Nor does not travelling mean we cannot meet; it does mean we can rethink the way we do so. At a very small level, a group of fellow volunteers and I have taken to meeting every couple of weeks online instead of in person. While there is no doubt some loss of nuance and new people can join us only by invitation rather than lucky chance, we have managed to blend a planning and decision meeting with a ‘beer and nuts’ social in a way that would not have been done before. More formally, as a researcher and writer on management, I am often asked to present my ideas to students in the form of lectures – well, how tedious can that be (for them and me!), especially when on line and with limited immediate audience response? With Universities shifting to ‘online learning’ we have needed to come up with different approaches so have designed events that blend a bit of traditional chalk and talk with a portion of podcast and, where feasible, an element of workshop – including a virtual online workshop to embrace the international students who previously would not have had that experience. At a larger scale again the annual conference of the Cybernetics Society, of which I am current president, was held online. So what? It was held jointly with the American Society for Cybernetics, embraced speakers and attendees from both sides of the Atlantic and, if I remember rightly, south and central America, various European countries, Australia and New Zealand. In previous years that range of speakers and attendees would simply not have happened, neither the cost nor the time involved would have been feasible for most parties. The Society has also engaged in a series of online seminars and discussions which are attracting numbers of attendees that, again, would not be present if they were held in a physical location.
A frequent traveller throughout my working life, I have never spent so much time at home. For me that has meant much fewer long journeys and a significantly smaller expenses bill at the end of the month and most of the meetings and discussions I would have had have occurred anyway. I also finished writing my next book, The Intelligent Nation, that would have taken even longer without the enforced break. The impact on my personal life has been great. More time at home has provided additional opportunities to join in with the cooking and the washing up joined up with less hurried, less transactional and longer and better conversations. Life is no longer dominated by the travel schedule and the early starts! Contact with our older son and his wife was limited for quite a while to video calls, while our younger son came home for ‘a couple of weeks’ at the beginning of the lockdown and, for a variety of reasons, stayed longer than originally envisaged. What fun that was; 15 years after he went to university he was back in the house living with us. Neither he nor we will reveal all that we discovered about each other, we will just note that we all enjoyed it and would do it again without hesitation if it became necessary. We have also taken advantage of online meeting and chat technologies to maintain contact with a variety of relatives and friends as far away as Australia and the Philippines, yet as virtually close as the nearest screen.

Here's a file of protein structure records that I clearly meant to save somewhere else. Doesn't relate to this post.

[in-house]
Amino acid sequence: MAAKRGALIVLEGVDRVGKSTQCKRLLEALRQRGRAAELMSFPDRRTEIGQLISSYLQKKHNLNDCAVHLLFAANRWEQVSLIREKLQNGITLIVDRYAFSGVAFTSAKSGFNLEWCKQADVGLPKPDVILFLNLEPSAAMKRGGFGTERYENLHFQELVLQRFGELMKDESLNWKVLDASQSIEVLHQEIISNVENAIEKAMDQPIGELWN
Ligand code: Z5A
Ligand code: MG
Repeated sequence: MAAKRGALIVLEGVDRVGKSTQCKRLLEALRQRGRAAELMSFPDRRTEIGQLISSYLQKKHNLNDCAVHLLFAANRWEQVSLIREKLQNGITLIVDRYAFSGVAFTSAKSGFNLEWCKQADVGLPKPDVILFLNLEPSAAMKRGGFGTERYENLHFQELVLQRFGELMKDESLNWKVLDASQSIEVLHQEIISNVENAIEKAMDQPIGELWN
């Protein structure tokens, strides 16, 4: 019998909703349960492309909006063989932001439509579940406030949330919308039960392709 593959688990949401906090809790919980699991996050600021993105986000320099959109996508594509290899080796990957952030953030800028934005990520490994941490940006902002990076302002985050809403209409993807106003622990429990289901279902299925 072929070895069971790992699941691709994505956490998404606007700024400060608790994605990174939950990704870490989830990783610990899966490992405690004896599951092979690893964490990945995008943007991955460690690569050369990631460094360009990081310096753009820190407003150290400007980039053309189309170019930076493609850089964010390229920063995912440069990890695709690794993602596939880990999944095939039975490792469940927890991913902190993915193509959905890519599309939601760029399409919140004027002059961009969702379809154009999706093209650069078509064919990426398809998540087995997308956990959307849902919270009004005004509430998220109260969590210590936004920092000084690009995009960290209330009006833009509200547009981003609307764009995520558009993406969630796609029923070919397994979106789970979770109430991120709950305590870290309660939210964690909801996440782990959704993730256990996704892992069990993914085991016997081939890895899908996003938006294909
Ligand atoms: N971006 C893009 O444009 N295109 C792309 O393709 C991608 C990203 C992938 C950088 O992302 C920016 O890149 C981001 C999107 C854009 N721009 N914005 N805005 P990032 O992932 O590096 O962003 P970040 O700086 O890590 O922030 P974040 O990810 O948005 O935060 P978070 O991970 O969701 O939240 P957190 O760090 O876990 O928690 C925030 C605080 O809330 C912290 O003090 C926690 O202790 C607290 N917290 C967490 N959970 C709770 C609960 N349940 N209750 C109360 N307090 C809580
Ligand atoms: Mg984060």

If, as the government surely should, we take a long view of the impact of the pandemic, we can emphasise and amplify all the good things that can come from it while we must learn to manage the downside and the ongoing risks and challenges.
Let us all be Covid Positive!